Why Chiu — but more important, why now?
By Tim Redmond
OCTOBER 24, 2014 – In December, 2003, the local power structure had a genuine freak-out moment: A series of polls showed that Green Party member and upstart supervisor Matt Gonzalez had a chance to beat Gavin Newsom and become the next mayor of San Francisco.
The resulting four years would have been, to say the least, unpredictable, and power likes predictability. So Newsom’s people got on the phone and hauled in the biggest hitter they could. Developer Walter Shorenstein sent a private plane back east to pick up a guy name Bill Clinton, who came out and did a rally for Newsom.
I thought about that when I saw that Ed Lee had (with remarkably little media fanfare) endorsed David Chiu for state Assembly. Even Lee’s allies say the decision makes little political sense for the mayor. Lee is not close to Chiu.
But Ron Conway and the tech leadership are very close to the mayor (and in Room 200 City Hall, Conway these days has a lot more clout than Rose Pak or even Willie Brown). And Conway really, really doesn’t want David Campos to get elected.
I will say right now: I have no polls on the race. But if Chiu was comfortably ahead, why would Conway and Reed Hoffman be putting even more hundreds of thousands of dollars at the last minute into their anti-Campos Independent Expenditure committee?
And why would the mayor have gotten dragged into this?
I don’t think Lee’s endorsement means much either way. San Francisco mayors famously lack coattails, and most of the people who trust Ed Lee will vote for Chiu anyway. But it tells me that the Chiu camp, at least, thinks this race, as of today, is very close.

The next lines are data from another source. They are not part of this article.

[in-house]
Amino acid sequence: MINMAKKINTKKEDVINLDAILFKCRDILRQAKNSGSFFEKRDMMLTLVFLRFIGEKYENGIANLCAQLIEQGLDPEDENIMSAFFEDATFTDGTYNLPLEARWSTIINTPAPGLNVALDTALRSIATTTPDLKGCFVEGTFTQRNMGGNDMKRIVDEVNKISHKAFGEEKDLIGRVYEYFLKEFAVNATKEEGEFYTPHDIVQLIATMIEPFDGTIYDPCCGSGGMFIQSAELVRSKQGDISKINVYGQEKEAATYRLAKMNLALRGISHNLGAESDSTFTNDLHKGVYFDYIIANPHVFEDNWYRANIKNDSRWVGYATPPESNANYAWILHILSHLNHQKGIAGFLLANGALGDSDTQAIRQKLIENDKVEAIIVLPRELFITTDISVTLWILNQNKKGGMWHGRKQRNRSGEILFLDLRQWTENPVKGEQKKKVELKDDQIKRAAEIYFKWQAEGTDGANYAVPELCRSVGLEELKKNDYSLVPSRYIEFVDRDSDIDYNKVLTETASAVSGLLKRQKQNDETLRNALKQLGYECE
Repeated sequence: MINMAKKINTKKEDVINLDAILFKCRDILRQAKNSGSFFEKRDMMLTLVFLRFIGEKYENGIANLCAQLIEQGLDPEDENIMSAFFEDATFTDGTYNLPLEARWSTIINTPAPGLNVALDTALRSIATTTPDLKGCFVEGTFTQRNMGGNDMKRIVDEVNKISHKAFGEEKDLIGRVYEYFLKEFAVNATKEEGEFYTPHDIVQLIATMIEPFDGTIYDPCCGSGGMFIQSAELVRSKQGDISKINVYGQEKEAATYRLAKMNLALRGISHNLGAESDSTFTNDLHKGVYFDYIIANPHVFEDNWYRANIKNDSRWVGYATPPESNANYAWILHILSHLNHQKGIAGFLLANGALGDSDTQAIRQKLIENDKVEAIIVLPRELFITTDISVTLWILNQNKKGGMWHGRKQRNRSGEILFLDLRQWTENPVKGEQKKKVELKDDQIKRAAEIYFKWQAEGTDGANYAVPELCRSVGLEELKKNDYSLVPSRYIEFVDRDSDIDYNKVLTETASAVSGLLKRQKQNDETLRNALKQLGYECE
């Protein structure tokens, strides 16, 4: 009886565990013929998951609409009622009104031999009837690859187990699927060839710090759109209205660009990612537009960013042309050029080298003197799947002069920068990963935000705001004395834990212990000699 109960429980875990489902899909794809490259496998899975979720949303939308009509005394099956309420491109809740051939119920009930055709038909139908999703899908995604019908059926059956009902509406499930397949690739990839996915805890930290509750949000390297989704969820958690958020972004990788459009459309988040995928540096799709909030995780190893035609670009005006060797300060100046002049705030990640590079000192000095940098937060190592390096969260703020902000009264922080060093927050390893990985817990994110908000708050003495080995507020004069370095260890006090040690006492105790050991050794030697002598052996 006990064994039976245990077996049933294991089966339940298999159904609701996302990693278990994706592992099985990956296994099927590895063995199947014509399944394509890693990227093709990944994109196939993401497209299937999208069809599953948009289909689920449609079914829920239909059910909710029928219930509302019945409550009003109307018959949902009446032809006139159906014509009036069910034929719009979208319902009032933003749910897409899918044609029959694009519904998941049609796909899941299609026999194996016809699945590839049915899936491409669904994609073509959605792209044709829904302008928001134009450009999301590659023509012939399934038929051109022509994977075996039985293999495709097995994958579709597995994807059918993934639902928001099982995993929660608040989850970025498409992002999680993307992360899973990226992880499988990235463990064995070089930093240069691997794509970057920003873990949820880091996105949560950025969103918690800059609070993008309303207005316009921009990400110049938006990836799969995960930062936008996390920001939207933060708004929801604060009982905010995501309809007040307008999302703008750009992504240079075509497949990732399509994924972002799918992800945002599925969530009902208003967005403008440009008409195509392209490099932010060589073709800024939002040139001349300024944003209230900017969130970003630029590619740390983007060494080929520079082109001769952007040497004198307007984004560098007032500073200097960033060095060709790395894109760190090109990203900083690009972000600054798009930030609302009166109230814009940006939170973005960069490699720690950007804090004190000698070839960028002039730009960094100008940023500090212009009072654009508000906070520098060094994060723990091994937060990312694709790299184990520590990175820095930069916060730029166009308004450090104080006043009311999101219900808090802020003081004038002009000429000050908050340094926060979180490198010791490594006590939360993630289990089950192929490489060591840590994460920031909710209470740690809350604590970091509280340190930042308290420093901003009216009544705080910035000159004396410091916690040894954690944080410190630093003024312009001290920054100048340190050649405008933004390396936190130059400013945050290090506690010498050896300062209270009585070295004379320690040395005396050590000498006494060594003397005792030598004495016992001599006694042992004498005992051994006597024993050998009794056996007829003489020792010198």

I’m very glad to see that City Attorney Dennis Herrera is going to appeal the really awful decision by federal Judge Charles Breyer striking down the Campos legislation raising payments for tenants facing Ellis Act evictions.
The decision hung on the notion that landlords can’t be forced to pay for a situation they didn’t create. Since the housing crisis is not the fault of any individual landlord, Breyer said, making a property owner pay the cost of helping a tenant stay in the city is unconstitutional.
Of course, by that standard – taking the case to its extreme – rent control would be unconstitutional; why make any individual landlord accept below-market rent when you can’t prove that any one landlord is responsible for high rents?
The courts have always upheld rent control – and in fact, both the state Supreme Court and the US Supreme Court have upheld the right of cities to tightly regulate rents – including extending rent controls to vacant apartments.
The state Legislature banned that practice, but the courts were willing to accept it.
The courts have also upheld the right of a city to prevent landlords from evicting tenants to sell the units as condos – in fact, that decision, coming out of Santa Monica, was the spur for the state’s Ellis Act. Again: The legislature says you can’t force a landlord to keep renting his or her units – but the courts were fine with that kind of law.
But there’s another issue side of the law, one that’s similar to Prop. G, the anti-speculation tax on the November ballot. The intent of the supervisors in passing the Campos bill was to give a tenant who is evicted a fighting chance to stay in the city. The impact, however, could well be to reduce the profit in Ellis Act evictions, and thus the number of evictions. That’s certainly the case with Prop. G – if it passes, and the city never collects a dime because the speculators have backed off, the law will have done its job.
The city can’t prevent landlords from doing Ellis Act evictions. But we can make it more expensive. And if the courts take away that right, they will be doing much deeper damage.